Jasmine Chou:

And so had a really good idea of which one was my top.

Jasmine Chou:

I am currently sponsored by water, Inc.

Jasmine Chou:

I am on their elite team and I race for them at all the triathlon events and the multi-sport events.

Vit Muller:

Just to give an idea to somebody out there, listening to this podcast who is an athlete or a mature athlete, just becoming more

Jasmine Chou:

Yes.

Jasmine Chou:

So.

Jasmine Chou:

There is a, almost a non-compete.

Jasmine Chou:

So if I raise for Whitey, Inc, and they have one by a bike spine sponsor, or one clothing sponsor, or one, a recovery tool sponsor, you can't

Jasmine Chou:

So that's an automatic that's, that's something you do commit to you do commit to representing the brand at every single instance and opportunity that you can.

Jasmine Chou:

So when you're racing, you're wearing the kit, you're not promoting other brands that are conflicting interests, or it could be a slip of Montre.

Jasmine Chou:

So those are the very hardcore commitments and.

Jasmine Chou:

On top of that, a lot of amateur spot sponsored athletes actually go above and beyond and they find other opportunities to really promote the brand.

Jasmine Chou:

So for example, I was going to do a book launch last year before COVID hit.

Jasmine Chou:

And I was thinking of creative ideas to incorporate the bar sponsor that I'm a part of into unique recipes so that I could use these recipes and give people snacks while they're at my book launch.

Jasmine Chou:

So you find really creative kind of overlapping ways to like promote the brand.

Vit Muller:

Right?

Vit Muller:

Right.

Vit Muller:

So they, they give you the freedom to get creative and create content, whether it's on social media video or through book.

Jasmine Chou:

Yes.

Vit Muller:

With, with the sponsorship being in a way restrictive with, you know, whatever brand you commit to that.

Vit Muller:

I guess that brings an important point of making sure that you decide correctly, who you want to be sponsored by.

Vit Muller:

Right.

Vit Muller:

Cause it goes both ways.

Vit Muller:

Right?

Vit Muller:

I mean, initially if you're, I don't want to say nobody, but initially when you, when you don't have any sponsors, you might feel like you might jump on the first opportunity.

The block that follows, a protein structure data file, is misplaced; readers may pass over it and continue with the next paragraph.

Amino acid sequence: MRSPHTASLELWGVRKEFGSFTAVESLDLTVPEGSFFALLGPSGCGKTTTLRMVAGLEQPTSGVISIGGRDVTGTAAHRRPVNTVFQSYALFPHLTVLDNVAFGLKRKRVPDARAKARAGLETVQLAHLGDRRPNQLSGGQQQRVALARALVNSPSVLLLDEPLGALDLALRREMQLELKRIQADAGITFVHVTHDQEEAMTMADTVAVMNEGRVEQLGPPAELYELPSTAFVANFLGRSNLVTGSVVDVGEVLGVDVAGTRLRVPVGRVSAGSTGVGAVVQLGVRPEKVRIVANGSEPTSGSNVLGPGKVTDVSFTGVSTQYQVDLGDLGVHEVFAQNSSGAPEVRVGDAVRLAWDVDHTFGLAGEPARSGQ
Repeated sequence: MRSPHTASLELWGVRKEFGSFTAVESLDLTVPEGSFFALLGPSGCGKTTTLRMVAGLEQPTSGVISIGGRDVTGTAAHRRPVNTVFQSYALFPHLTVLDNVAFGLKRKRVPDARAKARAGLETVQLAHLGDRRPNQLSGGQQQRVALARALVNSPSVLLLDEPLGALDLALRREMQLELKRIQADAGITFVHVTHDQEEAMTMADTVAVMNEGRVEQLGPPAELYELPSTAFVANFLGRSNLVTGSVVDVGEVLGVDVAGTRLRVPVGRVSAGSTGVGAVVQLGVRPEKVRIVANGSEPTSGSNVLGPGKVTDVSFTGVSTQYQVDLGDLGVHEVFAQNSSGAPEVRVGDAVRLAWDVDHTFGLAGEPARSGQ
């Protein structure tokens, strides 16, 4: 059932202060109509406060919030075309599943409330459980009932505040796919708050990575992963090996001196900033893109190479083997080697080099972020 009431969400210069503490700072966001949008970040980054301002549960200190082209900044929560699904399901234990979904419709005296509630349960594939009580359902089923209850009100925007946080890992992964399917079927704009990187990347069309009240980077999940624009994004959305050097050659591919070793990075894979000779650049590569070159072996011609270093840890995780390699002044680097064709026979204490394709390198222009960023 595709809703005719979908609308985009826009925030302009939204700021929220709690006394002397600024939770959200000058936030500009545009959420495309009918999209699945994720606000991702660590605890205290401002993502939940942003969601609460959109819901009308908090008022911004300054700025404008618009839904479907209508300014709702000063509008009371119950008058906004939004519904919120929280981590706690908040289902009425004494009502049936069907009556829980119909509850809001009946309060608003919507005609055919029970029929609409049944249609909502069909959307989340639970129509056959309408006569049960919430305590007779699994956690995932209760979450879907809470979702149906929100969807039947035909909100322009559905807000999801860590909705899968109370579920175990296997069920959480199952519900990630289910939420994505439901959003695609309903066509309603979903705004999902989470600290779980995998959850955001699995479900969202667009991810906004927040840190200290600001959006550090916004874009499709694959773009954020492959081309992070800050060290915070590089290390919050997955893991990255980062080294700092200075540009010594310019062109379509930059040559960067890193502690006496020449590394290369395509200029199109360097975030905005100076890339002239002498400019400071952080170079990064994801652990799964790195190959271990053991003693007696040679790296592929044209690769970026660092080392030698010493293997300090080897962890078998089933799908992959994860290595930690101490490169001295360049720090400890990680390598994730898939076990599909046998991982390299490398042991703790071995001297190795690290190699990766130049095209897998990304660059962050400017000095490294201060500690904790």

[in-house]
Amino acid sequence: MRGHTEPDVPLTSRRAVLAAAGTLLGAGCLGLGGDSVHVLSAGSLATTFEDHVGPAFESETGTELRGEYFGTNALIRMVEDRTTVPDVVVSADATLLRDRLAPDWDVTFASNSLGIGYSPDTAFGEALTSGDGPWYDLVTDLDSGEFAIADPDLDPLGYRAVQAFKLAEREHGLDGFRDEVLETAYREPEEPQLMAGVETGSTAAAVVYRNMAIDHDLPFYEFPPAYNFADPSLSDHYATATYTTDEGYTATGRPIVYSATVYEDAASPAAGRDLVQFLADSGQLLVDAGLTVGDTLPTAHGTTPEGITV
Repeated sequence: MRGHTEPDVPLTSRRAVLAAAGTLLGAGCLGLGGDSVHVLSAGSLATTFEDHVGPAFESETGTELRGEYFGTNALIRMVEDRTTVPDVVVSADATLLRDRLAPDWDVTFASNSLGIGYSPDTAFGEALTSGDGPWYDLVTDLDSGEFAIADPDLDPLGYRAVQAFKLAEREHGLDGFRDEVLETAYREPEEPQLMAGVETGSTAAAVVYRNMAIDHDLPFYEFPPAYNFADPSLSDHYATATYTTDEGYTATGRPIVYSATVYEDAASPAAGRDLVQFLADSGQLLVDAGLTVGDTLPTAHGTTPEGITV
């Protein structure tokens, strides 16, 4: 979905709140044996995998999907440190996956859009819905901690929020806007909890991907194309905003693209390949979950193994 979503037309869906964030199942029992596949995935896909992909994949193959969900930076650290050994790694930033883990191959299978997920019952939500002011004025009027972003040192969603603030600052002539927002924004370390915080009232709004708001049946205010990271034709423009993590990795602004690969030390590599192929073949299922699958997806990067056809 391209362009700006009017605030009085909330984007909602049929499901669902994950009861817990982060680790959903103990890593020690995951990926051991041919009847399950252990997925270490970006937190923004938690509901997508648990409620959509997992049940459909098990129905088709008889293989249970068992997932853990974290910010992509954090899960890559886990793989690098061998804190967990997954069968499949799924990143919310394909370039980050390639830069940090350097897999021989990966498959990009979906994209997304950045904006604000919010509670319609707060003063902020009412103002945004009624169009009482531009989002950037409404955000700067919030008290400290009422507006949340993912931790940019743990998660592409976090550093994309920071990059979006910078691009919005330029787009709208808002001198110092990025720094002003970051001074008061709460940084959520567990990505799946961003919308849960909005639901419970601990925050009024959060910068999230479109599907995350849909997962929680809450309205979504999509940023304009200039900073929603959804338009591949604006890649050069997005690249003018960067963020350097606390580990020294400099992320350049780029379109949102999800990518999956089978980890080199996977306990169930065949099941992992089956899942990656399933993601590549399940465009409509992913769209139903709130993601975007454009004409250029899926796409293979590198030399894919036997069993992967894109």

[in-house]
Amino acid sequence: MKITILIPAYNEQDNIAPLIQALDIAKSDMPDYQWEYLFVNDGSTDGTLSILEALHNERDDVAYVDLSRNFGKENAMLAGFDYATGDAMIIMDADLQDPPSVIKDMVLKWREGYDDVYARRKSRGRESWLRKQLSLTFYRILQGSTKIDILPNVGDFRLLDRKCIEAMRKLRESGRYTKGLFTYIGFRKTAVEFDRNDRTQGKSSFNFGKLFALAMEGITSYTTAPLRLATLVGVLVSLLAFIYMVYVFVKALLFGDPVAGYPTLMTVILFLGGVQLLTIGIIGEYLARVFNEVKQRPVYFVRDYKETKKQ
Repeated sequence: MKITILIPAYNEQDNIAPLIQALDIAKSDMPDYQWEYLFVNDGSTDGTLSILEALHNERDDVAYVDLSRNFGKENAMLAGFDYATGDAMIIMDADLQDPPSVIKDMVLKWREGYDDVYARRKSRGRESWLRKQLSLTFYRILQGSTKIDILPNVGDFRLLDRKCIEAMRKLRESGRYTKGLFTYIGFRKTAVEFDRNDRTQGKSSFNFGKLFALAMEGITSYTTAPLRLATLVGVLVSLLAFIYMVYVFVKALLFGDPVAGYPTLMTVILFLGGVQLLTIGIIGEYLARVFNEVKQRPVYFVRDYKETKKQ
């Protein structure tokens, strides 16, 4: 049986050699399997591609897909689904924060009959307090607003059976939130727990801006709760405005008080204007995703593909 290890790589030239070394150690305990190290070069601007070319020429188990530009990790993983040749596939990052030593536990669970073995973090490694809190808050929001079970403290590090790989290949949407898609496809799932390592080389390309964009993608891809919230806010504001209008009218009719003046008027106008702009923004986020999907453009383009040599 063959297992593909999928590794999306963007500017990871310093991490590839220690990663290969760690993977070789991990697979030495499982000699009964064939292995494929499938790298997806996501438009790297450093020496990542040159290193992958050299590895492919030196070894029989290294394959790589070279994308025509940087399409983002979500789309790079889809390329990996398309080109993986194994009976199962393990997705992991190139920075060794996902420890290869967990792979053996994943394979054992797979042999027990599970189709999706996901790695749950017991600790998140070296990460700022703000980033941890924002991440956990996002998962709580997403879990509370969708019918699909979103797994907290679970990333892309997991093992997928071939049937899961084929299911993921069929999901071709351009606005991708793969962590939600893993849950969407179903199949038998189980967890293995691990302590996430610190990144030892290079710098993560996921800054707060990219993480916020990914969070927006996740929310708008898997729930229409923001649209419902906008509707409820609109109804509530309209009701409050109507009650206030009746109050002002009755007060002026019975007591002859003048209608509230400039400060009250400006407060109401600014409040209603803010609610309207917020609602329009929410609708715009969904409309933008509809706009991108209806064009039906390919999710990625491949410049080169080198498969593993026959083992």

Vit Muller:

Right.

Vit Muller:

But then I guess it's important to really assess whether that's the brand that you want to go with, because if you do go for a particular brand, do

Vit Muller:

Or is there some part of some sort over a, a period of time that you have to commit to?

Vit Muller:

Or how does that work?

Jasmine Chou:

Yes.

Jasmine Chou:

So most amateur sponsorships go in one year, year cycles.

Jasmine Chou:

So you reapply a per year.

Jasmine Chou:

I cannot say for professional contracts, evidently, but that I did want to go back to a point that you touched upon, which is very important and very core

Jasmine Chou:

The brand has the free gear.

Jasmine Chou:

The brand has a free product, and therefore I need to do whatever the brand says and promote their stuff.

Jasmine Chou:

And kind of like, I am at a disadvantage because I don't have the monetary means to subsidize my sport, but that's actually incorrect because you have to be very,

Jasmine Chou:

Because if you don't believe in the brand or you don't believe in the product, it's going to make your job a lot harder.

Jasmine Chou:

And.

Jasmine Chou:

Suddenly you, you start to meaning your own credibility as a athlete or as someone that is, you know, an amateurish sponsoree, because you're promoting brands or

Jasmine Chou:

so I, you, you do have to be very thoughtful about how you engage and with the one-year contracts, it's very nice that you have like one

Jasmine Chou: